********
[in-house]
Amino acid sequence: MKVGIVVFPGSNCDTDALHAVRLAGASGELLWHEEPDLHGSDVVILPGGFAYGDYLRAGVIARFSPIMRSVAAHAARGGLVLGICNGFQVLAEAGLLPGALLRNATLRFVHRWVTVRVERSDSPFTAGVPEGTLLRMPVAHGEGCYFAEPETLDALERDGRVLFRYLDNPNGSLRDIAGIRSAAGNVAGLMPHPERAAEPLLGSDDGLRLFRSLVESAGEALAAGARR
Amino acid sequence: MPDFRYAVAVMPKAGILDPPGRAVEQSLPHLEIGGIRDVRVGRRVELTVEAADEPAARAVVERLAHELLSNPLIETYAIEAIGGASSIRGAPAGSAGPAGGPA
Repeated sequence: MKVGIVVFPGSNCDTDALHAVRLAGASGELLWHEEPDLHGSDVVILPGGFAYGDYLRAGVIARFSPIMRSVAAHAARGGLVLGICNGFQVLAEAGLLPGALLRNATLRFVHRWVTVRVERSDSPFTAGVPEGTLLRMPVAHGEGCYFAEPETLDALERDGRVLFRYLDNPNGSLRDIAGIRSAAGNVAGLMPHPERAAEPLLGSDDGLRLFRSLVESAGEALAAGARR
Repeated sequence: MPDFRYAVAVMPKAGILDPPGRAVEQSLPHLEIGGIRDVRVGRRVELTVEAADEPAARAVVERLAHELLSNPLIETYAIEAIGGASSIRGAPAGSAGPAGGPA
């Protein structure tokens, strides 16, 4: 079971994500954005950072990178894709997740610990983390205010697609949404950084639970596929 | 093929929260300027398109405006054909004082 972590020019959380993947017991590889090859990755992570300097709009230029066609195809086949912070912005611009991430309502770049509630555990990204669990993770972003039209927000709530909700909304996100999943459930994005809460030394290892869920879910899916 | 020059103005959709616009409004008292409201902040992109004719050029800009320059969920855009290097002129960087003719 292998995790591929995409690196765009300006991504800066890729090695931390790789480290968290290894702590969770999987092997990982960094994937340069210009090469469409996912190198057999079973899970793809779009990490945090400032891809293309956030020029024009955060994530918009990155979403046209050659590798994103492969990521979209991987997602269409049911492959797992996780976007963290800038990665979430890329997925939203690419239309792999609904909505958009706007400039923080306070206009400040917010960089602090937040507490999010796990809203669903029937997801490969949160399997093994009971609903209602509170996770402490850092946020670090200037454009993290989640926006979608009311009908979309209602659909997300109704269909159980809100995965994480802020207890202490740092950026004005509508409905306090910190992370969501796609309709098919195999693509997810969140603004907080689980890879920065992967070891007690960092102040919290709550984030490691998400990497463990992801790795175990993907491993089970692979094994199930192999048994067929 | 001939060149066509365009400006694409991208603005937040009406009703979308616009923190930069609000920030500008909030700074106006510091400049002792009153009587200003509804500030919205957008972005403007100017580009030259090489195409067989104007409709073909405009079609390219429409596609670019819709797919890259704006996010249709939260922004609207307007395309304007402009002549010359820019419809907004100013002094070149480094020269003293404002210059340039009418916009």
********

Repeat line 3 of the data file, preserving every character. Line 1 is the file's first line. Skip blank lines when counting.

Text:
Amino acid sequence: MPDFRYAVAVMPKAGILDPPGRAVEQSLPHLEIGGIRDVRVGRRVELTVEAADEPAARAVVERLAHELLSNPLIETYAIEAIGGASSIRGAPAGSAGPAGGPA